Ben Roethlisberger's Season-Ending Surgery Could Signal an End of an Era in Pittsburgh

By , RADIO.COM Sports

Ben Roethlisberger may have played his last game as a quarterback in the NFL on Sunday.

After the Pittsburgh Steelers announced on Monday that their 37-year-old quarterback was having surgery on his right elbow, it’s fair to start wondering if this is perhaps the last we have seen of Big Ben in the NFL at all.

While the exact nature of the surgery is still undisclosed, any time a quarterback’s arm is operated on is always concerning on how the player will respond. That concern only grows when said player will be 38 years old before he can step on the field again.

It is not as if Roethlisberger was showing signs of decline prior to the injury, though. The two-time Super Bowl champion quarterback was coming off a career-best season in which he led the NFL with 5,129 passing yards and averaged 320 passing yards per game. He had finished with at least 3,800 passing yards in each of the last six seasons.

Yet, would a 38-year-old with a surgically repaired right elbow be able to continue to put up those kinds of numbers?

It is hard to imagine so, especially in the current NFL where offenses rely heavily on a strong passing game.

Former Carolina Panthers quarterback Jake Delhomme returned from Tommy John surgery at age 33 in 2008, but attempted just 414 passes in an offense that ran the ball 504 times.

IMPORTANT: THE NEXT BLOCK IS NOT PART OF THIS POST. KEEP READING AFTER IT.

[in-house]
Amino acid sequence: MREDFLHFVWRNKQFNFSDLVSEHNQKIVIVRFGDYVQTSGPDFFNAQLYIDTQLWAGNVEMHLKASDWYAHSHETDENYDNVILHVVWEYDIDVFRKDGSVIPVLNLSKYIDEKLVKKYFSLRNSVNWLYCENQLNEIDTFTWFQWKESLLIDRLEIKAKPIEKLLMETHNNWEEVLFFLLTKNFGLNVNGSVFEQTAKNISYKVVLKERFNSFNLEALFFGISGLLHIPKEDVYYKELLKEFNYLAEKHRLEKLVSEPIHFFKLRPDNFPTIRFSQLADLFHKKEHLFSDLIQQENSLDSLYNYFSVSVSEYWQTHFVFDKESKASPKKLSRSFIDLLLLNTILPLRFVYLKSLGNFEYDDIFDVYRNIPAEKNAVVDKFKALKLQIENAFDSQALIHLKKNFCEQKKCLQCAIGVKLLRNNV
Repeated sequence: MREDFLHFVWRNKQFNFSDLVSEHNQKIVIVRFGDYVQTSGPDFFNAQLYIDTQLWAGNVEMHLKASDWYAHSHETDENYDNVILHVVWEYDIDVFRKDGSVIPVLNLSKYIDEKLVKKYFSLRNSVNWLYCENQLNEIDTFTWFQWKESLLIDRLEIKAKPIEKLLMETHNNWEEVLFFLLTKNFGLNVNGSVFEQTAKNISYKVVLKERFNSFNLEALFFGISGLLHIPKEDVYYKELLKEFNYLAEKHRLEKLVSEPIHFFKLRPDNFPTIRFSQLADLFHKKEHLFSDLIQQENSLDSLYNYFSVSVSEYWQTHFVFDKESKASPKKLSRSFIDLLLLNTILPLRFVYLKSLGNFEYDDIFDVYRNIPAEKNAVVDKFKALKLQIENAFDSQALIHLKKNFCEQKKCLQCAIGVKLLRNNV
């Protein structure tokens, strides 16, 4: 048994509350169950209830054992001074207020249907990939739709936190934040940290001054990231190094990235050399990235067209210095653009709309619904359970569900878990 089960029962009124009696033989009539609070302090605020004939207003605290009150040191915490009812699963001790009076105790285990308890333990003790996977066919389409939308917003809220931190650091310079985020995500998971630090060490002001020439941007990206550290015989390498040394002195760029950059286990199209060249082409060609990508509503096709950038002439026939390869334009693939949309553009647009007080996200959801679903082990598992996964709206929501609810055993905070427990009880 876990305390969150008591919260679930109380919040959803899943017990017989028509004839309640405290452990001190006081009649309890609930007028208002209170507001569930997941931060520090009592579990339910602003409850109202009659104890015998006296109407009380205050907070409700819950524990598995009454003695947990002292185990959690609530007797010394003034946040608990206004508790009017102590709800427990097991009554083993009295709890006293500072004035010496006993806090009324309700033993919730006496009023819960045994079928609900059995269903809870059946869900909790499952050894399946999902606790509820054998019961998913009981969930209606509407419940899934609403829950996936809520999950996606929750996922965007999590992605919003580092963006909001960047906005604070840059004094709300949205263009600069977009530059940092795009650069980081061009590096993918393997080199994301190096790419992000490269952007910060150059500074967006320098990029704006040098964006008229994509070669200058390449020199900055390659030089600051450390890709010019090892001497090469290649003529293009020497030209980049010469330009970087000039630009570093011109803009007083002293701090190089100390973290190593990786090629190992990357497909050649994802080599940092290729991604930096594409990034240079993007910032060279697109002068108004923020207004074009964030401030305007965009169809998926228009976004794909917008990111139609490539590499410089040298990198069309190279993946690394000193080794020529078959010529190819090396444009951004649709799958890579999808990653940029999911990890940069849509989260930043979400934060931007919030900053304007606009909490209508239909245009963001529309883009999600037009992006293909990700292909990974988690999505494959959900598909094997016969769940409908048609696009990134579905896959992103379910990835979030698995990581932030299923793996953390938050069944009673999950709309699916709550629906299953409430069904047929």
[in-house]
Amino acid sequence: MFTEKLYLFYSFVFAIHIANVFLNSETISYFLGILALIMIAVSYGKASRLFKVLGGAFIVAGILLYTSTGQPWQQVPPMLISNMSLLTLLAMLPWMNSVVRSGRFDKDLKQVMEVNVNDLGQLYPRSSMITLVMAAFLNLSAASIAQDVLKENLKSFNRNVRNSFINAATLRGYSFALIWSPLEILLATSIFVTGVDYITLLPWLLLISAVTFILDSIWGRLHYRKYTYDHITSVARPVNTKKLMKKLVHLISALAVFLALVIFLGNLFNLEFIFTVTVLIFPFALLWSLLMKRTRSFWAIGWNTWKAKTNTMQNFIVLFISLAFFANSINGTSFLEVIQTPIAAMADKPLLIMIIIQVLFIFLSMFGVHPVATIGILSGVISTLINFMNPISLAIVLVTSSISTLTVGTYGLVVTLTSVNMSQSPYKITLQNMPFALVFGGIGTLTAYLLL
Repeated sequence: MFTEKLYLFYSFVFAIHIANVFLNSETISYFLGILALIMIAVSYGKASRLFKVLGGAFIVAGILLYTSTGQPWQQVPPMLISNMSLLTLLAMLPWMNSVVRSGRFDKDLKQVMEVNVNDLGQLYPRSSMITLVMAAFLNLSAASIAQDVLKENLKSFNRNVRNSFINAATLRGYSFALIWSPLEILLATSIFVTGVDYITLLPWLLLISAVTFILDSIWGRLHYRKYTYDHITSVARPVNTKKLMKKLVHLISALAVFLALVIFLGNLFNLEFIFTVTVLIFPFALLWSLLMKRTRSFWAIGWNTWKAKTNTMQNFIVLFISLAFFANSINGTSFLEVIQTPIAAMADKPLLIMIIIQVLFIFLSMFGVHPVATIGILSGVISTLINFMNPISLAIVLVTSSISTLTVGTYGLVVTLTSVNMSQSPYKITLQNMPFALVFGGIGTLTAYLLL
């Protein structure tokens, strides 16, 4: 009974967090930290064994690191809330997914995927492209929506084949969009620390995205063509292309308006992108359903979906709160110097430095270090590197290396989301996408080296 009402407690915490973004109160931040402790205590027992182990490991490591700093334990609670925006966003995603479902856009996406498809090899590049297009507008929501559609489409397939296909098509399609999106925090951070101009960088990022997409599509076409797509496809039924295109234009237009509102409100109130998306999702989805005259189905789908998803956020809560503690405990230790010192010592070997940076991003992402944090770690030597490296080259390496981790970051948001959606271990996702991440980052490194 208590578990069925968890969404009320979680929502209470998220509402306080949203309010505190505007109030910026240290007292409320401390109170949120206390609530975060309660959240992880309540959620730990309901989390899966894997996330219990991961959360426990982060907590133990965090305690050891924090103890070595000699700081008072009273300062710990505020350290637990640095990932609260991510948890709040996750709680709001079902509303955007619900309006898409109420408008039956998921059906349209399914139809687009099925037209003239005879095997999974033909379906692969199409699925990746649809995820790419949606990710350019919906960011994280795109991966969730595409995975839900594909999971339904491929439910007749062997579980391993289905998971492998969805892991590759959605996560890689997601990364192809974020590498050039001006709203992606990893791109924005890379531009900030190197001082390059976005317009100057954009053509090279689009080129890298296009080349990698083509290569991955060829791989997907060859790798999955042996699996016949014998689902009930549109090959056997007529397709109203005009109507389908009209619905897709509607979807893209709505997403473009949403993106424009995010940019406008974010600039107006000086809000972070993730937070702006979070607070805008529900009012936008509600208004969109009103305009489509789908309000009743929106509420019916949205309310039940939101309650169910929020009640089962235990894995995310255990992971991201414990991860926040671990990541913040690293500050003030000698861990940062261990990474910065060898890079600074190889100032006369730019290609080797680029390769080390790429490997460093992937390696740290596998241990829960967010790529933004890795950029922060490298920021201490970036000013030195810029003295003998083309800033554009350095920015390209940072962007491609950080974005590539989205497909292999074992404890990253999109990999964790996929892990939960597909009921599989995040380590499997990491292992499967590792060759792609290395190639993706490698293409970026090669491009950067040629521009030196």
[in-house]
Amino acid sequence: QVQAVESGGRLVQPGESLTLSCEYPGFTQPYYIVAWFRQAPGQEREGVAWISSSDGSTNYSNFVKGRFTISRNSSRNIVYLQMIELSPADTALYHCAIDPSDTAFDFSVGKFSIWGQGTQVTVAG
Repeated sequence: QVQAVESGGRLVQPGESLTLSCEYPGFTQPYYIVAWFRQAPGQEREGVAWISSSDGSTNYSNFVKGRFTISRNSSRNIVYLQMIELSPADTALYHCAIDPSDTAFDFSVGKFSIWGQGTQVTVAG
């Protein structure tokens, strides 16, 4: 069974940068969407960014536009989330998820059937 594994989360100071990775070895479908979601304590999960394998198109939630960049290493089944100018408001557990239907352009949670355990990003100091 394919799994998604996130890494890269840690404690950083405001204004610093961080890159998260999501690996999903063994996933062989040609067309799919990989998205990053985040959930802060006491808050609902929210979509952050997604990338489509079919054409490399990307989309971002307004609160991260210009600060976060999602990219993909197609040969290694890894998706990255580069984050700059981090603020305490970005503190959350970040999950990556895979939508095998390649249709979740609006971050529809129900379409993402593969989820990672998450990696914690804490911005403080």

Roethlisberger, while more talented than Delhomme, attempted a career-high 675 passes last season, just the second time he’s exceeded 600 pass attempts in his career. And while James Conner had a breakout season in the running game, the Steelers as a team ran the ball 345 times — 92 fewer rushing attempts the year prior when Le’Veon Bell was on the team.

It may be worth wondering if the added emphasis on Roethlisberger may have been a contributing factor to his elbow injury.

Regardless, Roethlisberger plays in a pass-first offense in a pass-first league and there are legitimate questions if he could still do that following his surgery.

The Steelers also have to look at the future for themselves, too. They missed the playoffs last season and have started this season 0-2. They no longer have Antonio Brown or Bell, and could find themselves in a position at the top of the draft in 2020.

It may be in the Steelers’ best interests to start considering a rebuild now.

The college quarterback class for next year’s draft is expected to be loaded with talent. Tua Tagovailoa, Justin Herbert and Jake Fromm are a few of the potential options on the board.

Of course, a lot of that also hinges on what they can get out of Mason Rudolph. The third-round pick from the 2018 NFL Draft looked sharp in his debut against the Seattle Seahawks on Sunday, throwing for 112 yards and two touchdowns.

He will now be under center for the next 14 games for the Steelers; plenty of time to demonstrate whether or not he could be the guy to succeed Roethlisberger.

If he does show enough, the Steelers will want to center their rebuild around him. While Roethlisberger signed a contract extension in March through the 2021 season, they could still part ways with him in 2020. They would have to pay him $25 million, but they would save $8.5 million against the cap,

At the very least, Roethlisberger’s surgery could realistically signal the end of an era in Pittsburgh.